Last Thursday, the aspens here in the San Juan mountains were still green. As if on cue Friday, they began to burst into their final golden stage of the summer…until they were matched only by the candlelight that marked another year for the King of the Blues.
The 17th annual Telluride Blues and Brews Festival began in earnest Friday night with Jimmie Vaughan and the Tilt-a-Whirl Band, with incredible lead vocalist Lou Ann Barton. "Boom", "Yes, Indeed", and little brother Stevie Ray’s "Texas Flood" got the dust kicking up early in Town Park.
George Thorogood and the Destroyers closed out Night One with some help from slick slide guitarist Elvin "Bad Boy" Bishop and Chicago tenor sax mad man Eddie Shaw.
Day Two, aka Microbrewery Tasting Day (ie, "The Brews"), could not have disappointed if it tried. One of the two jewel discoveries for me of the weekend got it started…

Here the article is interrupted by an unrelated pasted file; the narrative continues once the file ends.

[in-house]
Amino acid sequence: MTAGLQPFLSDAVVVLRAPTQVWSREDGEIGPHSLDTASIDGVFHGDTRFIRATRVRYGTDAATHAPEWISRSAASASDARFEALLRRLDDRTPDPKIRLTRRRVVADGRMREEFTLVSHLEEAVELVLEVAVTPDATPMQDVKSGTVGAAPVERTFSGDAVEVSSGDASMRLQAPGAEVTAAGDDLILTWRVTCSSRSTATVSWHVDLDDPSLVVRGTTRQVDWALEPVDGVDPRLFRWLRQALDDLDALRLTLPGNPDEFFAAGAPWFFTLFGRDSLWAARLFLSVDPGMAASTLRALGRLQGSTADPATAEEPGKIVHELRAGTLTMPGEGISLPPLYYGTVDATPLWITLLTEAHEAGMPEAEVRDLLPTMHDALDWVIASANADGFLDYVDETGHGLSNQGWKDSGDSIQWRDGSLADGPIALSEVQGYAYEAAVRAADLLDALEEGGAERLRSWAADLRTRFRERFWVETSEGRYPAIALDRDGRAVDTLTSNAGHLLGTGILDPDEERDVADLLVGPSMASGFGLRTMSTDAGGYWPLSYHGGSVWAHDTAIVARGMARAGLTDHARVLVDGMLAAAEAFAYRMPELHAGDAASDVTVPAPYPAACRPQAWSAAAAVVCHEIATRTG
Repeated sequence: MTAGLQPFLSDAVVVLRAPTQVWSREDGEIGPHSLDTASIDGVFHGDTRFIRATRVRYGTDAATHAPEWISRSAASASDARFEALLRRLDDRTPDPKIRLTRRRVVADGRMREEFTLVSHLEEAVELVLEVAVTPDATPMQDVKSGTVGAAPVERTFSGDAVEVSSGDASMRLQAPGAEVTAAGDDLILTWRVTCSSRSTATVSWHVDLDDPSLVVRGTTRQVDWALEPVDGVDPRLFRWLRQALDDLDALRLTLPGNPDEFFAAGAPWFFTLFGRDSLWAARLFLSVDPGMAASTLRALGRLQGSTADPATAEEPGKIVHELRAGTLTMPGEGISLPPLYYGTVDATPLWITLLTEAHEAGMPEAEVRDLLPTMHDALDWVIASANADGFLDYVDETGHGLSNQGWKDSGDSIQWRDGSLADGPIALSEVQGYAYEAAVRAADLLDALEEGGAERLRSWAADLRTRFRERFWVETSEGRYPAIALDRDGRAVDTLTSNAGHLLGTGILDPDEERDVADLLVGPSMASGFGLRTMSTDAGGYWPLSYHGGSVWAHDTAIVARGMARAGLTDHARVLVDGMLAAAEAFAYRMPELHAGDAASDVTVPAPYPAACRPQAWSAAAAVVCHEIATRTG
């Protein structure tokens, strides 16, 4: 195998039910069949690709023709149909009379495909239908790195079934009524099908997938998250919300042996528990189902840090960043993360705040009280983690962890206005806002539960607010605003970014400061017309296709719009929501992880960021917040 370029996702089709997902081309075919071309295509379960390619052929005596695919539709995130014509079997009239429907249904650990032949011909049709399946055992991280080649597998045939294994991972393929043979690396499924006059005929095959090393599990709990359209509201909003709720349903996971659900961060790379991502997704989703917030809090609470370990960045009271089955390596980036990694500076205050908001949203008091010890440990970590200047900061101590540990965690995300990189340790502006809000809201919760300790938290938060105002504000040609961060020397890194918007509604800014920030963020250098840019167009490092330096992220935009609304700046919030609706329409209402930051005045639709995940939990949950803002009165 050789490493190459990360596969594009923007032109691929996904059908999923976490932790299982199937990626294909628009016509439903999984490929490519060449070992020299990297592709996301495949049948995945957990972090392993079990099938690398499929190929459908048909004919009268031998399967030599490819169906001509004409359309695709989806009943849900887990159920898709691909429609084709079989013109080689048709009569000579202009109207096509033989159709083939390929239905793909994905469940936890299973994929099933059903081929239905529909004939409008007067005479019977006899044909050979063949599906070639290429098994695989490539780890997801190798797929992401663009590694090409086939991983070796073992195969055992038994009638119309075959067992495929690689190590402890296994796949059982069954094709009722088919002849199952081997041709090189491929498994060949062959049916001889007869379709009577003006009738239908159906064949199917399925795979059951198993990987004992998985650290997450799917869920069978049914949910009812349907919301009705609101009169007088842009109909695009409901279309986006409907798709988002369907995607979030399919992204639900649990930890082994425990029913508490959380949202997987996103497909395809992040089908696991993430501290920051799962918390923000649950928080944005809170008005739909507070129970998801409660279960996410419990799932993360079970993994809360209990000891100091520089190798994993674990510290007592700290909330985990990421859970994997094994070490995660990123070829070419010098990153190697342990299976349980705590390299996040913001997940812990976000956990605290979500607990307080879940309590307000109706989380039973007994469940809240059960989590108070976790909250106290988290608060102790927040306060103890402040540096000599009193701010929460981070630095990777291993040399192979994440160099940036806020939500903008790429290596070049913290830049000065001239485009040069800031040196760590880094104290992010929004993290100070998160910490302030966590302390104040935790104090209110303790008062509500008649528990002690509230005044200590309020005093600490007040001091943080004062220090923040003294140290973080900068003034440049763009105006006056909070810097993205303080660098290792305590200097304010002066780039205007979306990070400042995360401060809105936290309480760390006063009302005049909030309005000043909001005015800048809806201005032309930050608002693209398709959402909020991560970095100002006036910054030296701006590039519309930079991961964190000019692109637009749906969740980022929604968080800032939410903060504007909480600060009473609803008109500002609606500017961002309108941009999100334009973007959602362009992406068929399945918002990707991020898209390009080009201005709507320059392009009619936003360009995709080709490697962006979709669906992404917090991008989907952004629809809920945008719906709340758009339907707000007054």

JJ Grey & Mofro. This is a great band that flies expertly in a whole lot of different direction. I heard a lot of Allmans influence, some Tower of Power, and vocals that reminded me a lot of Kimock in his early live Zero days.
Next up…Big Easy-style from Galactic with special guests Corey Henry (trombonist for the real Treme Brass Band) and percussionist Cyril freaking Neville. Best set of the weekend, and one of the best sets I’ve ever seen. This was the stuff that made New Orleans great.
Saturday closed out with the new power couple of the blues scene, Derek Trucks & Susan Tedeschi. The first time I ever saw Derek play, it was just a mile from this stage in a sweaty basement bar. He was 16. Now, he’s a legacy member of the Allman Brothers, and the keeper of the fiercest and most sophisticated licks this side of his occasional bandmate, Warren Haynes. Mrs. Tedeschi-Trucks just constantly reminds me of a young Bonnie Raitt, and I can’t come up with a better compliment than that.
Sunday brought out the second revelation…Black Joe Lewis & the Honeybears. Seriously, if you like all things cool, especially in the funk/soul vibe, you will really dig these guys. Then it was back to the Louisiana swamps with piano legend Allen Toussaint, who has not lost a thing since I first saw him at Jazz Fest in NOLA a couple decades ago.
This ridiculously entertaining weekend ended with the King. B.B. King. On his 85th birthday. With a cake. And 9000 people singing Happy Birthday as the sun set into the canyon. Tough to top that.